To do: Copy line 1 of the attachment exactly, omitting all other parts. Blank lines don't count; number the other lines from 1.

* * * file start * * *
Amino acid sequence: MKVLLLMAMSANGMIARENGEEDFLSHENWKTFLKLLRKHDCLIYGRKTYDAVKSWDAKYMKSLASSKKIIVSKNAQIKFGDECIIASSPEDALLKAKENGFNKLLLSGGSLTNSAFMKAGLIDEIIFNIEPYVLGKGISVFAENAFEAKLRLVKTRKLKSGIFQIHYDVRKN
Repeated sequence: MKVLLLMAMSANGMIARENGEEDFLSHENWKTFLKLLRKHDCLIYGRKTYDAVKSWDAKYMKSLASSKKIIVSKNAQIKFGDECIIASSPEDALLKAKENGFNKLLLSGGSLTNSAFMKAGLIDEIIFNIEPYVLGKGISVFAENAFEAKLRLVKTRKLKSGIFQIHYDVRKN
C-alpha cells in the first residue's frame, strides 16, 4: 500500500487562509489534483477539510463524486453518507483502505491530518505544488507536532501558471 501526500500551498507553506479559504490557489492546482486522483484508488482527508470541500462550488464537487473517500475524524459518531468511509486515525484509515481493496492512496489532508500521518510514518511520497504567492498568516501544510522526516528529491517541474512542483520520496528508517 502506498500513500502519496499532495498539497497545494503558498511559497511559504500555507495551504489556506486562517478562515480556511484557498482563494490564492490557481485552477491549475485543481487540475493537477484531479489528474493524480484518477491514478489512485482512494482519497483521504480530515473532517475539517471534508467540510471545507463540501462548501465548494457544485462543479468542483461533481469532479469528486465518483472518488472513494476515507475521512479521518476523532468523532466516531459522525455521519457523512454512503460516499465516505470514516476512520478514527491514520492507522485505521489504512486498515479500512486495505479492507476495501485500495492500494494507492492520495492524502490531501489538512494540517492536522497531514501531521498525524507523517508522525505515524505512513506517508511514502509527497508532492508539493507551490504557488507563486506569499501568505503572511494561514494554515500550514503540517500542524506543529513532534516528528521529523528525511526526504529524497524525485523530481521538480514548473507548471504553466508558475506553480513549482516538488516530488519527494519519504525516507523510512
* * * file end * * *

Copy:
Amino acid sequence: MKVLLLMAMSANGMIARENGEEDFLSHENWKTFLKLLRKHDCLIYGRKTYDAVKSWDAKYMKSLASSKKIIVSKNAQIKFGDECIIASSPEDALLKAKENGFNKLLLSGGSLTNSAFMKAGLIDEIIFNIEPYVLGKGISVFAENAFEAKLRLVKTRKLKSGIFQIHYDVRKN